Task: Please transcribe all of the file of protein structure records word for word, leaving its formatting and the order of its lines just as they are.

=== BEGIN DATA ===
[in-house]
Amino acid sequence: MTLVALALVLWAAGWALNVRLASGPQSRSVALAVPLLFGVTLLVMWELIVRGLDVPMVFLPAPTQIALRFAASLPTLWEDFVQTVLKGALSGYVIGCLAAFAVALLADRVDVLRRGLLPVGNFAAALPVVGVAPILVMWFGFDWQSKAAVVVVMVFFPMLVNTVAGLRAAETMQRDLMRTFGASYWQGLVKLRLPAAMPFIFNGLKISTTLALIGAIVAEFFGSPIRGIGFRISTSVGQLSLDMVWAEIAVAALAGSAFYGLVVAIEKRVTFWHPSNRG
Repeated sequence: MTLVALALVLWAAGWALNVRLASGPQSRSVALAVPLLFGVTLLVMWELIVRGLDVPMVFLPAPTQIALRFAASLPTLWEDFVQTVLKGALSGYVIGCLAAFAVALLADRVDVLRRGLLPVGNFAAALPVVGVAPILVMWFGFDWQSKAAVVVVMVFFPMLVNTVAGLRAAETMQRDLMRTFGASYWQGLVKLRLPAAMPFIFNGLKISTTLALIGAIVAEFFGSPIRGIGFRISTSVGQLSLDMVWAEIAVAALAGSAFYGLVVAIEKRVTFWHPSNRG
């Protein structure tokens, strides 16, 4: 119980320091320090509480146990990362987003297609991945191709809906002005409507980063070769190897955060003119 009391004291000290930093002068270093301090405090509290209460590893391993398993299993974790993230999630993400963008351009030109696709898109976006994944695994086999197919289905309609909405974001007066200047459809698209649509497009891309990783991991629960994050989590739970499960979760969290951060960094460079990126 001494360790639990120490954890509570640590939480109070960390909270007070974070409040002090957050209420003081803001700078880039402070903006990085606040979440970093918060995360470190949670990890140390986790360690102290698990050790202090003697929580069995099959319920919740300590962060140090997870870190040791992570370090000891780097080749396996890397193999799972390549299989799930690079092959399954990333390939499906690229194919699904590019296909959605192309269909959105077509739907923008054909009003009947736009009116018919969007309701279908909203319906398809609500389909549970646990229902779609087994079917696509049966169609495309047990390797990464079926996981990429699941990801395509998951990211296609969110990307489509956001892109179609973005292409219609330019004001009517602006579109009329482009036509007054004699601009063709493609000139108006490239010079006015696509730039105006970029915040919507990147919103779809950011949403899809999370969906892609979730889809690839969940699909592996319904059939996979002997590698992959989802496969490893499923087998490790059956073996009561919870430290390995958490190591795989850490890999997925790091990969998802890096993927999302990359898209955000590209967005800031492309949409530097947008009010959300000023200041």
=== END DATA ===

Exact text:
[in-house]
Amino acid sequence: MTLVALALVLWAAGWALNVRLASGPQSRSVALAVPLLFGVTLLVMWELIVRGLDVPMVFLPAPTQIALRFAASLPTLWEDFVQTVLKGALSGYVIGCLAAFAVALLADRVDVLRRGLLPVGNFAAALPVVGVAPILVMWFGFDWQSKAAVVVVMVFFPMLVNTVAGLRAAETMQRDLMRTFGASYWQGLVKLRLPAAMPFIFNGLKISTTLALIGAIVAEFFGSPIRGIGFRISTSVGQLSLDMVWAEIAVAALAGSAFYGLVVAIEKRVTFWHPSNRG
Repeated sequence: MTLVALALVLWAAGWALNVRLASGPQSRSVALAVPLLFGVTLLVMWELIVRGLDVPMVFLPAPTQIALRFAASLPTLWEDFVQTVLKGALSGYVIGCLAAFAVALLADRVDVLRRGLLPVGNFAAALPVVGVAPILVMWFGFDWQSKAAVVVVMVFFPMLVNTVAGLRAAETMQRDLMRTFGASYWQGLVKLRLPAAMPFIFNGLKISTTLALIGAIVAEFFGSPIRGIGFRISTSVGQLSLDMVWAEIAVAALAGSAFYGLVVAIEKRVTFWHPSNRG
């Protein structure tokens, strides 16, 4: 119980320091320090509480146990990362987003297609991945191709809906002005409507980063070769190897955060003119 009391004291000290930093002068270093301090405090509290209460590893391993398993299993974790993230999630993400963008351009030109696709898109976006994944695994086999197919289905309609909405974001007066200047459809698209649509497009891309990783991991629960994050989590739970499960979760969290951060960094460079990126 001494360790639990120490954890509570640590939480109070960390909270007070974070409040002090957050209420003081803001700078880039402070903006990085606040979440970093918060995360470190949670990890140390986790360690102290698990050790202090003697929580069995099959319920919740300590962060140090997870870190040791992570370090000891780097080749396996890397193999799972390549299989799930690079092959399954990333390939499906690229194919699904590019296909959605192309269909959105077509739907923008054909009003009947736009009116018919969007309701279908909203319906398809609500389909549970646990229902779609087994079917696509049966169609495309047990390797990464079926996981990429699941990801395509998951990211296609969110990307489509956001892109179609973005292409219609330019004001009517602006579109009329482009036509007054004699601009063709493609000139108006490239010079006015696509730039105006970029915040919507990147919103779809950011949403899809999370969906892609979730889809690839969940699909592996319904059939996979002997590698992959989802496969490893499923087998490790059956073996009561919870430290390995958490190591795989850490890999997925790091990969998802890096993927999302990359898209955000590209967005800031492309949409530097947008009010959300000023200041």